Reply – TAMPA, Fla. -- Former Tampa Bay Buccaneers center
Your Name
or Cancel
In Reply To
TAMPA, Fla. -- Former Tampa Bay Buccaneers center
— by lucky lucky
Joe Hawley, who recently decided to call it a career after eight seasons in the NFL, is about to embark on a very unusual journey. Starting this week, he'll travel to 48 states over a period of six months, all while living out of a van and adopting a minimalist lifestyle. He wants to free himself from the [url=][/url] excess, to live in the moment and to figure out who he is away from football, which is all he has known for most of his life.
He sold his Mercedes-Benz C300 coupe and has given away most of his possessions to charity. His furniture -- including a $4,000 suede sectional couch and a $10,000 stained hardwood dining room table -- has gone to a Tampa-based charity called Metropolitan Ministries, with approximately 80 percent of its residents experiencing domestic violence and trying to get back on their feet. He gave away 70 percent of his closet to the Salvation Army. He has gone from eight pairs of jeans to two and from 50 shirts to 10.
"If it doesn't fit in my van, I'm giving it away," said Hawley, 29, who spent three seasons with the Bucs and five with the Atlanta Falcons. "I thought about putting it in storage when I'm on the road, but I kind of want to start over when I'm done with the trip and have a fresh start, so I decided to give it all away. ... I don't need a lot of things to be happy.
"I thought that it'd be awesome to give it all away to people who really need it. Like what's the money to me? I [could] get stressed out trying to sell everything and make pennies on the dollar on everything, but I decided I was just gonna give it away."
He was inspired by a Netflix movie [url=]Shaquille O'Neal Jersey[/url] called "Minimalism: A Documentary About the Important Things." It's a far cry from what he saw in the NFL, where players often drove multiple cars and wore $500,000 Rolex watches. "It's just about living with less material possessions," Hawley said. "I've always admired that, and I've always wanted to experience what it's like to not have a lot of stuff and kind of experience the moment, live in the moment, live in the world and not worrying about trying to accumulate more. The more stuff you have, the more s--- you've gotta worry about.
"Every time I've gotten rid of stuff over the last few weeks, I've literally felt a weight lifted off of my [url=][/url] shoulders. It's kind of unraveling these chains that you have that lock you down in this place. I kind of want to feel that freedom of not having anything holding me back."
He also wants the freedom of not having a regimented routine. He wants the peace of waking up to birds chirping instead of an alarm clock. He wants to skateboard down to the beach and cook hamburgers on the grill, to sit in a local coffee shop talking to perfect strangers. He wants to hike and ride a bike through rugged terrain and fall asleep under a blanket of stars.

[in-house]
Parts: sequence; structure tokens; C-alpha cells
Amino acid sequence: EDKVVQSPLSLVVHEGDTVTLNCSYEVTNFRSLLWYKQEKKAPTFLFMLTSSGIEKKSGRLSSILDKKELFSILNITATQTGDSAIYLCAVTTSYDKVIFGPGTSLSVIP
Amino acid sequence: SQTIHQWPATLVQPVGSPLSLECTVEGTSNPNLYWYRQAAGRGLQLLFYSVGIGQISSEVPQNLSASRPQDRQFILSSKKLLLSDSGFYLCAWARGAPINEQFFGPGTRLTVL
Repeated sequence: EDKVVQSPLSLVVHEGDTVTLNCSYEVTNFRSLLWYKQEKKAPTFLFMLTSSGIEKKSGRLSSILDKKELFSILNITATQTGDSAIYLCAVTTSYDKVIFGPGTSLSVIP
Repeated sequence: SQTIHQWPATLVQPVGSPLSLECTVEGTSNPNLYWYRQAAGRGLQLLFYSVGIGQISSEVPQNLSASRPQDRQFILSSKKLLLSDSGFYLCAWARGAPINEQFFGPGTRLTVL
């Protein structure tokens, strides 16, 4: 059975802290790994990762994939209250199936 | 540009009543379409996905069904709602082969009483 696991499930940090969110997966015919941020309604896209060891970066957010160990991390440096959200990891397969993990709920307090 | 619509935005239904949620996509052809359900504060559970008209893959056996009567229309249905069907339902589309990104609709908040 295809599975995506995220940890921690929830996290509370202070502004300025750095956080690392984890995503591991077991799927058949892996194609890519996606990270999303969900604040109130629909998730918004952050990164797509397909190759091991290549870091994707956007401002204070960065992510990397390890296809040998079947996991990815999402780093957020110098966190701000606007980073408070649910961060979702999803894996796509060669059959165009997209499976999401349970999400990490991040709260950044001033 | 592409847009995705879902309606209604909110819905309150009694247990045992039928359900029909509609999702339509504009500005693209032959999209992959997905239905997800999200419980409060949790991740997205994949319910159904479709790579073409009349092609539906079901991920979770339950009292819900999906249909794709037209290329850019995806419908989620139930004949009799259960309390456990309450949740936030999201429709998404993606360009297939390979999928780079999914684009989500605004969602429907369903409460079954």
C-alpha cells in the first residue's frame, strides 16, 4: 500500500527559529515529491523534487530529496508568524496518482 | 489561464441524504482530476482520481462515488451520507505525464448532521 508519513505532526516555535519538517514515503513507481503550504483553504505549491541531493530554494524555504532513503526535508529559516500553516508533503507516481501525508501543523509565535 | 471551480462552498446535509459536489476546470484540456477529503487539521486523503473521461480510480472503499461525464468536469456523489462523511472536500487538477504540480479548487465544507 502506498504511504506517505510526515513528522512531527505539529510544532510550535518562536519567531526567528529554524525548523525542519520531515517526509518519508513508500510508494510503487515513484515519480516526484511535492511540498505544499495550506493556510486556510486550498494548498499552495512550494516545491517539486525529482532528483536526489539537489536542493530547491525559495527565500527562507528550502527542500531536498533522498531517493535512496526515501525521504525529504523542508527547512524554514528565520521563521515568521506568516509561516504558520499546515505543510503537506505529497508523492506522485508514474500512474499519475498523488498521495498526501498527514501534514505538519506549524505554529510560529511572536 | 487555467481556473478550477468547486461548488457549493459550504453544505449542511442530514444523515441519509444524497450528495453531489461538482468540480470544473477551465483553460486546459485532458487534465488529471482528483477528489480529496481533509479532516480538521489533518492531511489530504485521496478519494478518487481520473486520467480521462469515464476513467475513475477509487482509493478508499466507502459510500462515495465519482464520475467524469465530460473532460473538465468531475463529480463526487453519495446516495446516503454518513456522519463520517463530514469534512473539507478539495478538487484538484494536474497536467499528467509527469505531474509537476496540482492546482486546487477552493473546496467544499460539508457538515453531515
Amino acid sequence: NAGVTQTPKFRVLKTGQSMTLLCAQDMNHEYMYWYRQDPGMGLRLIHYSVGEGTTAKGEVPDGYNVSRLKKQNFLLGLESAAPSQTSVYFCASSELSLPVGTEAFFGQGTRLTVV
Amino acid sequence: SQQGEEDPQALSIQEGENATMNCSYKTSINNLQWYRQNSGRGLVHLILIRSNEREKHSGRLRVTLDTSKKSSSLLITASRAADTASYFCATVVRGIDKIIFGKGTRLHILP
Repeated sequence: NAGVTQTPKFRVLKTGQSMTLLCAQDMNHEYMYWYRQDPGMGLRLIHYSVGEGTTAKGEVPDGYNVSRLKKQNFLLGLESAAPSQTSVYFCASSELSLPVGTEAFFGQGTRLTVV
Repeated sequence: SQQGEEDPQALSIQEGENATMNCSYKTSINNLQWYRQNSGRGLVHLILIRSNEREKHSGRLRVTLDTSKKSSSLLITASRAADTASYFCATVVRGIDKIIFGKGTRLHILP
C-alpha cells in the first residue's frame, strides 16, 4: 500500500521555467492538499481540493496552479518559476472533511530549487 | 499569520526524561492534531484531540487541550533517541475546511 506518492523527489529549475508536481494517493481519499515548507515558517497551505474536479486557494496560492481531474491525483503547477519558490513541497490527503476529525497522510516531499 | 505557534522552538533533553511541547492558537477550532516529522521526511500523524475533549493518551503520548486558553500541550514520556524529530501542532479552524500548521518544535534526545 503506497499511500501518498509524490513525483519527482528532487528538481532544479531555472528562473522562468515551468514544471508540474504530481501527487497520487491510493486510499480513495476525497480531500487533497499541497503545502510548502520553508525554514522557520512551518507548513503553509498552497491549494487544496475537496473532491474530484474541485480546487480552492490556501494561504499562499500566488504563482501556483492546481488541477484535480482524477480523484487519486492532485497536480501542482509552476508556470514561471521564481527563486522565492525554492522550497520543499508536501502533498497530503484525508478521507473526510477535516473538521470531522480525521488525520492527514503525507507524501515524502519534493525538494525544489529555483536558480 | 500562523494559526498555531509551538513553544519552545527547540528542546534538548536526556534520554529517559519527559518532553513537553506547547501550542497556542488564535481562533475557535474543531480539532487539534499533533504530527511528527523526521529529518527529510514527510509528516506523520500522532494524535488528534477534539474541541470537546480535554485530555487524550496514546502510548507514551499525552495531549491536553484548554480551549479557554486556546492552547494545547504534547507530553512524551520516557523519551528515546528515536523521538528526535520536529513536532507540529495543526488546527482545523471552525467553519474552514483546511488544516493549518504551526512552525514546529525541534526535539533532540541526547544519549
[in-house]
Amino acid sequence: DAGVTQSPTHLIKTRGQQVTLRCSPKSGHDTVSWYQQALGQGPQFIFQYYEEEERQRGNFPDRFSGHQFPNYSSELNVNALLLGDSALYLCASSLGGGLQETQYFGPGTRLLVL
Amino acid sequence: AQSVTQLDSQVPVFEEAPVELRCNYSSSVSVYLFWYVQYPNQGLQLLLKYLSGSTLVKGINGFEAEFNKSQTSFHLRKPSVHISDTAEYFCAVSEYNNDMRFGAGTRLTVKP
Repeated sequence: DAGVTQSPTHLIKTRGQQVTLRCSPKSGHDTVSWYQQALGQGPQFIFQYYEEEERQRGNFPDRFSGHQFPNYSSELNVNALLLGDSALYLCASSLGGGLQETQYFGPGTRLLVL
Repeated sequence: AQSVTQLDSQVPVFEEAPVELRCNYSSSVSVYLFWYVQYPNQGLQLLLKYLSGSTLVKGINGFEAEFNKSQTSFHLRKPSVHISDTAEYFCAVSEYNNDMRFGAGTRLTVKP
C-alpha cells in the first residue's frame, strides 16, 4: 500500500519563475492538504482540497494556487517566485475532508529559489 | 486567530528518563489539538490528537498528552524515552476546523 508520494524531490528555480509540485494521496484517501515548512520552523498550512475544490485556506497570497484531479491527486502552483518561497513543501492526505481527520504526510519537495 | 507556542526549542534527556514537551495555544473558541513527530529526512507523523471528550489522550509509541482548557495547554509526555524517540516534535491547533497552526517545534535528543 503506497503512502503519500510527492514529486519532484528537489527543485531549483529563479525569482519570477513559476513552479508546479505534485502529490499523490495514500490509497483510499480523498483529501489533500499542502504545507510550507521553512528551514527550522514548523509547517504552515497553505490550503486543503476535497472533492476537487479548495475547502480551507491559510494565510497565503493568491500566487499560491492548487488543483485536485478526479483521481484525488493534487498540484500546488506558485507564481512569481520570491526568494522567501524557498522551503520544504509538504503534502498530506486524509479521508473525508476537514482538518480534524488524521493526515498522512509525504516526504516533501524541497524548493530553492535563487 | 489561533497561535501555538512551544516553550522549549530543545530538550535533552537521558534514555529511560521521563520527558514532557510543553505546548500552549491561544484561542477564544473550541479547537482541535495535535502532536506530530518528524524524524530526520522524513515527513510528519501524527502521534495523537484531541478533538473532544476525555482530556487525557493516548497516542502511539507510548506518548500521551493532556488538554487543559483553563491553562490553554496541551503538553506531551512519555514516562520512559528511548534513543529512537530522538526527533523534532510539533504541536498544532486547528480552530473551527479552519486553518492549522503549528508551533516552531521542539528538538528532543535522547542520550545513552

Hawley felt the end coming this past season. He went from a full-time starter in 2015 and 2016 to being active for just four games in 2017. He spent most of last season helping Ali Marpet make a transition from guard to center. When Marpet went to injured reserve, Hawley started the final two games of the season and felt the physical toll. He rolled his knee up twice and it still grinds and pops. When the Bucs declined his $2.5 million option in February, it helped make the decision easier.
"Most football players don't get a chance to leave on their own terms," Hawley said. "I'm so grateful for the ability to walk [url=][/url] away when I want to. With a lot of people, they get cut or they don't make a team at the end of training camp or they don't get drafted or they're in high school and they don't make [it] to college. So most people always have that thought in the back of their head of, ‘What if I could have played or what if this didn't happen to me?' I got to end my career and gave it everything I had, and I have nothing left to give [url=]Florida Panthers Womens Jersey[/url] to the game of football. I'm very grateful for that because there's no regrets."
Trimming the excess has been about so much more than just getting rid of stuff for Hawley. It's about his health too. He has lost almost 50 pounds thanks to a ketogenic diet. It's helping his body recover from inflammation and stomach issues, including ulcers, from trying to maintain a playing weight of 300 pounds.The majority of his calories now come from meat and fats found in whole eggs and avocados, instead of junk food and carbohydrates.
"I feel clearer. My appetite is gone. I have a lot more energy. There's not a lot of up-and-down swings. Like after you eat, you don't crash," said Hawley, who was listed at 6-foot-3 and 302 pounds last season. "One of my life goals is to try and have a six-pack, and I've never in my life had it. I've never been able to have one, so I'm kind of excited to try and do that."
Like so many NFL players retiring in their late 20s and early 30s, Hawley immediately began to worry about what was next. He had spent his whole life working toward accomplishing a lifelong dream of playing in the [url=]Authentic Ryan McDonagh Jersey[/url] NFL, but in doing so, he neglected other passions he had growing up, such as art. He always wanted to try photography too. [url=]cheap nfl jerseys[/url] [url=]wholesale nfl jerseys[/url] [url=]wholesale jerseys[/url] [url=]wholesale nfl jerseys[/url] [url=]cheap jerseys[/url] [url=]wholesale jerseys[/url]